Saturday, February 11, 2012

A Much Belated Chronicle and Saturday Afternoon Caponata

As the Helgesen family neglects to remember sometimes in the incessant hustle of packing and unpacking, we do lead an interesting and lucky life. As a couple small-town kids instilled at birth with unhealthily high levels of wanderlust, we always seek out the magic, wonderful and occasionally pretty grubby corners of the world. We've realized that we share precious little of it with the people we love so much who we've met along the way. This blog, we hope, will be a way to tell those stories.

For those who we've been especially bad at communicating with, we are currently living on a coffee farm outside Arusha, Tanzania. Xavier is working on an ambitious new startup called Off.Grid:Electric (full website coming soon) trying to make distributed renewable energy actually work for the 1.5 Billion people who don't have access to the electrical grid, and more than a few of those that do. In Tanzania, an electrical grid connection is largely a luxury of the middle and upper class (roughly those making over $4000 a year here). Even that is only if they live in very select areas in a very big country. That covers 10% of the population, leaving the other 90% to fend for themselves with batteries, kerosene and diesel generators. Even those that do have power experience daily power cuts, averaging 8 hours a day.

Laura is crazy enough to come along for the ride, and has found a community teaching dance in every form from toddler creative dance to Zumba. She also continues to practice the healing arts of herbalism, and has already gone on walks with the legendary Maasai herdsmen to learn what medicines they use every day. She writes regularly about her work and practice separately at The Urban Herbalist.

Tenzing has basically turned into Tanzan boy. No diapers, dirt on face in every crevice, waving 6 foot bamboo poles around, and pushing his favorite trolley maniacally. His little stumpy feet now have pure hobbit leather on the bottom of them, as a result of a few months barefoot on gravel in our driveway. He's also learned the delightful habit of picking items up, throwing them as hard as possible on the ground and laughing maniacally. Our crazy little boy is turning 2 on the 21st of this month, so please do send wishes.

Switching to the "first person" {Xavier}, I have been hopelessly in love with the food and culture of Italy since I spent 6 weeks bicycling the length of the country in the late fall of 2002. From apple harvest in the Italian Alps (two days of barely pedaling as I went downhill through orchards) to wood-fired pizza in the home of it all in Naples, I dare say it changed the way I looked at food forever. The country had a similar effect on celebrity chef and food activist, Jamie Oliver, one of my personal heros. His books basically taught me to cook and brought a voice and a style to the unfussy, uncomplicated, adventurist style I always wanted to have as a cook but didn't know how.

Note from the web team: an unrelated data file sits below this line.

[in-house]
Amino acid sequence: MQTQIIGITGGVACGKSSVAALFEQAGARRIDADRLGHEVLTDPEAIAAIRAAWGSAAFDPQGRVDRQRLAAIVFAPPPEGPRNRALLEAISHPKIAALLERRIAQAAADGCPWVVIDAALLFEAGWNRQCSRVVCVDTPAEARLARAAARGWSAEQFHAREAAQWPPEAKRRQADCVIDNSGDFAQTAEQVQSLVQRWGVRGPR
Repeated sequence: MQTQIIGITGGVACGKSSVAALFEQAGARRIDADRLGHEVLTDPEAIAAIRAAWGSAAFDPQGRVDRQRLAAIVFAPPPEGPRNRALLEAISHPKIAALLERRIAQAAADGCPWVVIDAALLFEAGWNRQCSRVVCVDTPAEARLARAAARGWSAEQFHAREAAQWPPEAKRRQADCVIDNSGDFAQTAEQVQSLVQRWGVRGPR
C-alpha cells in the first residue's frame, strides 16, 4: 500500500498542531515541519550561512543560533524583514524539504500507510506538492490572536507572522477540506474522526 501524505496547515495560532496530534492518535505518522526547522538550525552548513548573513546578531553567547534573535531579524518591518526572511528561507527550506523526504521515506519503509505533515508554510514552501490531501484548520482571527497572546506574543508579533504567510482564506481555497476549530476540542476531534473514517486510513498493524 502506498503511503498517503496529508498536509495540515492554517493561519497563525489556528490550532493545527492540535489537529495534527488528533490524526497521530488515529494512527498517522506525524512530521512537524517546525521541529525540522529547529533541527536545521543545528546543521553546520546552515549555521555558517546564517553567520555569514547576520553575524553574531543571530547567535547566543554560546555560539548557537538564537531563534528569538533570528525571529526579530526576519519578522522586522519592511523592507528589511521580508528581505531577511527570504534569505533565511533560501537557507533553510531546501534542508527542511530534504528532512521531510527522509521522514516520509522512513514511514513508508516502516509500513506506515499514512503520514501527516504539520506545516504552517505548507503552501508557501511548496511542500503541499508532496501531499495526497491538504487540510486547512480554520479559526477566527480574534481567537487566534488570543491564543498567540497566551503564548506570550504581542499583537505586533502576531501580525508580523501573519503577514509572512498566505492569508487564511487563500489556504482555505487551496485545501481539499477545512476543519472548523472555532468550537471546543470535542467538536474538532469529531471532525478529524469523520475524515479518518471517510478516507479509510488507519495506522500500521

Recovering from my first bout with a random African stomach virus (not recommended) I finally started to get my appetite back. Still resting up and dreaming of Italy (Africa is many things, but Italy is not one of them) I started reading Jamie's Italy (can't recommend enough) from cover to cover. As miracle would have it, I only needed to get to page 8 to find a recipe that was delicious, authentic, and I was delighted to find we had all the key ingredients.

Caponata is essentially a southern italian eggplant stew. Cooked properly it is delectable - often served as an appetizer, or anitpasti, in Italy, it is great warm and cold. As long as you have eggplants and tomatoes, nearly every other ingredient is flexible and it is a great way to use those capers and olivers haunting the back of your fridge.

Ingredient List:
  • 2 big eggplants (chopped in big chunks)
  • 6 ripe tomatoes (chopped roughly including middle bits)
  • 1 small onion (finely chopped)
  • some parsley stalks (chopped finely)
  • 3 cloves of garlic (Jamie uses 2. Slice thinly)
  • 2 tablespoons fresh rosemary (Jamie uses oregano. use less if dried. or other italian herbs are good)
  • 2 tablespoons balsamic vinegar (Jamie uses herb vinegar)
  • some capers (drained)
  • some green olives (pitted)
  • salt and pepper
  • olive oil

OK, simple simple. Put a few big glugs of olive oil in a big stovetop pan and get it HOT. Keep the olive oil handy in case the pan gets too dry. Saute the eggplants for 5 minutes or so, until nicely browned on both sides. They shouldn't burn if you have enough oil. Turn the heat down or take the pan off if anything starts to smoke. Now throw in the rosemary, onion, parsley stalks and garlic. Keep things moving for a couple more minutes, but don't burn your garlic!

Now it gets even more fun. Put the vinegar in (don't be scared) and let the moisture cook off, stirring things around. About 2 minutes likely. Now throw the tomatoes, capers (make sure they're drained) and olives (make sure they're pitted) in. Simmer for at least 15 minutes until the eggplant is fully, fully, I do mean fully cooked. It should be soft and not bitter.

As always, you need to add salt and pepper and check the seasoning. I found this tough to learn as a beginning cook for some reason, but basically you just need to keep tasting and adding until it tastes really good. Other than dramatically oversalting, this is hard to overdo (if you are tasting regularly), but easy to underdo out of fear of overseasoning.

Serve sprinked with chopped parsley and really good olive oil. Some freshly grated parmesan (don't you dare use that canned junk) certainly couldn't hurt. Great by itself, as a topping for toast, as a pasta sauce, etc., etc.

Thank you for your indulgence - more soon!